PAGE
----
It is possible that last year’s stock-market boom may have been fueled partly by the expectation that US President Donald Trump and congressional Republicans would cut corporate taxes. Now enacted, those cuts will almost certainly do more to expand capital’s slice of the income pie than they will to enlarge the pie itself.
Of course, while Wall Street is not Main Street, there are important connections between the two. A big decline in the market could work to depress consumption and investment spending, reducing income all around.
It is impossible to predict when such a plunge will occur, or whether it will coincide with the next recession. All we can say with confidence is that the abnormally low financial and economic volatility of last year is over.
Editors’ note: After reading this piece in Barron’s, John C. Bogle, founder of Vanguard Group, had a few comments for Jeffrey Frankel. Read their exchange below.
To the Editor:
I’m not sure how a mere A.B. from Princeton (’51) found the temerity to challenge a Ph.D. from MIT (and professor at Harvard), but an error in the recent Other Voices essay “VIX Surge Is a Wake-Up Call for Investors” is so egregious and so pervasive that I just can’t help myself.
Jeffrey Frankel wrote, “In a speculative bubble…everyone buys because everyone else is buying…[then] the bubble bursts, and everyone sells.” Really?! The simple, self-evident fact is that when “everyone” is buying, someone else is selling, dollar for dollar. And when “everyone” is selling, someone else is buying. This is the eternal reality of the financial markets.
Yes, I realize that my simple statements are not precisely correct, but are surely 99%-plus correct. I’d also, again humbly, take issue with the conclusion that “we can say with confidence…that the abnormally low financial and economic volatility of last year is over.” I’ve been in this business for 67 years now, and I’ve been well served by my unwillingness to say anything about short-term market behavior with confidence.
But I did agree with the thrust of this well-reasoned essay.
John C. Bogle
Founder, Vanguard Group
Jeffrey Frankel responds:
First let me say, you are a hero of mine. That isn’t something I have said lightly…or ever. For 35 years, I have put my spare savings into Vanguard index funds, and done very well with it. As a professional economist, maybe twice a decade I form a view that some major market is out of line…my response is to write about it, but to shift only about 5% of my portfolio. It seems to me that I have usually been right, judged at a two- to three-year horizon. But in giving general advice to others, I am a true believer…diversify in Vanguard index funds and leave it alone.
Now to your questions. 1) You are right, of course, that for every buyer there is a seller…it is the price that adjusts. The language you identified was knowingly loose, for journalistic purposes. I would never use those words in a more scholarly paper.
2) My language on the end of last year’s low volatility was also shorthand. Word limits, you know.
It stood for two propositions. First, I am willing to bet that volatility from here on will be higher than in 2017 (both realized and the VIX). Second, we already know for sure that the period of continuous low volatility ended four weeks ago!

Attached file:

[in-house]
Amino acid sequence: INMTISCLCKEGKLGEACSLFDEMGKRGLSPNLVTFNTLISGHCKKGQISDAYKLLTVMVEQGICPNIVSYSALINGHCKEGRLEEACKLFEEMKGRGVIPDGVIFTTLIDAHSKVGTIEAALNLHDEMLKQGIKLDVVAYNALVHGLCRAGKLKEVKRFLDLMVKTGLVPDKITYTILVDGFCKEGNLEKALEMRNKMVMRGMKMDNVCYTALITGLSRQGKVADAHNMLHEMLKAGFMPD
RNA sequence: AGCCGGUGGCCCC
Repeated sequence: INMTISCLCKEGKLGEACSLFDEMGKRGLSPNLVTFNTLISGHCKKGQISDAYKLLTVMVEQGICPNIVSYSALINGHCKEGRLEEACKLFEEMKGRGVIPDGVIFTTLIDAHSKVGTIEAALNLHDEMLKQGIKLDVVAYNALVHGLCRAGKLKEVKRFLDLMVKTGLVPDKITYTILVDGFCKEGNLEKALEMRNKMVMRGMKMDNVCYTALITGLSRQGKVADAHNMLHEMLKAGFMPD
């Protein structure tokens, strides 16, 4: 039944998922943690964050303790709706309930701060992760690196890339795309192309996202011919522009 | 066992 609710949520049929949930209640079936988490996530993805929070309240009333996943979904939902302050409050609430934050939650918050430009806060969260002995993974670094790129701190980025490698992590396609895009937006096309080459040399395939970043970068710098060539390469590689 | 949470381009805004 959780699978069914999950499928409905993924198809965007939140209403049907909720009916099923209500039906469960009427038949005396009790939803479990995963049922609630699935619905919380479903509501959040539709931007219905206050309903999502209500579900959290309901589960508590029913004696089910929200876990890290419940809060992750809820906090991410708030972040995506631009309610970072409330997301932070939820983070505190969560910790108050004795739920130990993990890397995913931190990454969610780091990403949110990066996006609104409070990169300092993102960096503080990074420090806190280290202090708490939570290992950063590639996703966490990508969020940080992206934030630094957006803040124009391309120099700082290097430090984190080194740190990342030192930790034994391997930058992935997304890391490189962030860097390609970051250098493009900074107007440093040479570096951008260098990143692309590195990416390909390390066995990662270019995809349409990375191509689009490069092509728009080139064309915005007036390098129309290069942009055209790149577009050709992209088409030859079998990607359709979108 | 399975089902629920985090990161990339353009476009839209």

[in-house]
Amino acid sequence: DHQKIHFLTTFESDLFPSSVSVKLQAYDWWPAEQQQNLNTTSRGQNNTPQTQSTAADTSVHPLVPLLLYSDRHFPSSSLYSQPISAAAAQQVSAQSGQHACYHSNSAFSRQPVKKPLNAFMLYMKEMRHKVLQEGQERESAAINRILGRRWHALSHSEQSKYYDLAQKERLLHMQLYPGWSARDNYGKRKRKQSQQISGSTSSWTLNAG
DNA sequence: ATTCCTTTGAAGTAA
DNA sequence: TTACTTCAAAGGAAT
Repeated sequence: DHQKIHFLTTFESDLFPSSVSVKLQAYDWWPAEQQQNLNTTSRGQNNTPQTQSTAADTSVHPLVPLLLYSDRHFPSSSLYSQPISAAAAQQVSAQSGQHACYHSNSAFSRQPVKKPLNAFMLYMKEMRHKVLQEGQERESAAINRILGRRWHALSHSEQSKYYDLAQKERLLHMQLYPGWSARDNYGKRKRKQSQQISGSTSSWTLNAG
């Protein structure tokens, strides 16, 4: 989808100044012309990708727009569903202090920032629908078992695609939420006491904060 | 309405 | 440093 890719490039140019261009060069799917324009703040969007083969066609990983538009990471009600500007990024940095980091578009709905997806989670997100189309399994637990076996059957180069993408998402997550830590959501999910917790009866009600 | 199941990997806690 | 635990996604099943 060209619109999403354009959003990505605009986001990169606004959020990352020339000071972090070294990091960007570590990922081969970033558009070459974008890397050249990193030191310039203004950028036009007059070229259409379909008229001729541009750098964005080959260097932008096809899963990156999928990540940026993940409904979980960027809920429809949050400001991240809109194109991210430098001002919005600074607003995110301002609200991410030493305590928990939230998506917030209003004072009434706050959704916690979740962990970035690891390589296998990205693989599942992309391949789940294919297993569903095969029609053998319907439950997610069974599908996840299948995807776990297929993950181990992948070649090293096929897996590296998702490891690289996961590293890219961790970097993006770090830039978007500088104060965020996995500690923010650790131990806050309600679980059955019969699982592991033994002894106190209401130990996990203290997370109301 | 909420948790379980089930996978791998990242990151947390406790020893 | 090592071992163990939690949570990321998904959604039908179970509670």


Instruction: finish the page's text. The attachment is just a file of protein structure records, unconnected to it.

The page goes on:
Thanks for your comments.
Professor, Harvard University’s Kennedy School of Government
Rational Irrational Exuberance?
We tend to be uncomfortable with the notion that an economy’s fundamentals do not determine its asset prices, so we look for causal links between the two. But needing or wanting those links does not make them valid or true.
SANTIAGO – The timing was exquisitely ironic: equity markets peaked – and a week later began crashing – just as pundits left this year’s World Economic Forum meeting in Davos, where they concluded that the global economy was on a steady upswing. In the weeks since, experts have divided into two camps.
Some, including new US Federal Reserve Board chairman Jerome Powell, believe that economic fundamentals are strong, and that what stock markets experienced in early February was only a temporary hiccup. In this view, there is nothing keeping major central banks from carrying out “beautiful” (that is, gradual and painless) monetary-policy “normalization.”
Then there are those who believe that fundamentals are in fact weak, that the current upswing will prove unsustainable, and that investors should regard stock-market gyrations as a necessary wakeup call. If so, the challenge for monetary and fiscal authorities is not to “normalize” policies but to develop new tools to fight the slowdown that will come, sooner or later.
Both schools of thought share a focus on fundamentals, unlike a third – and, in my opinion, highly plausible – view: that the asset-price volatility we have been seeing has little or nothing to do with changes in fundamentals.
Fundamentalists claim that faster year-on-year growth in US average hourly earnings was the immediate trigger for the crash. But the claim that such a slight change – from 2.7% in December to 2.9% in January (which observers view as an aberration, caused by seasonal factors) – could trigger a stock-market correction is in itself a strike against the fundamentalist view.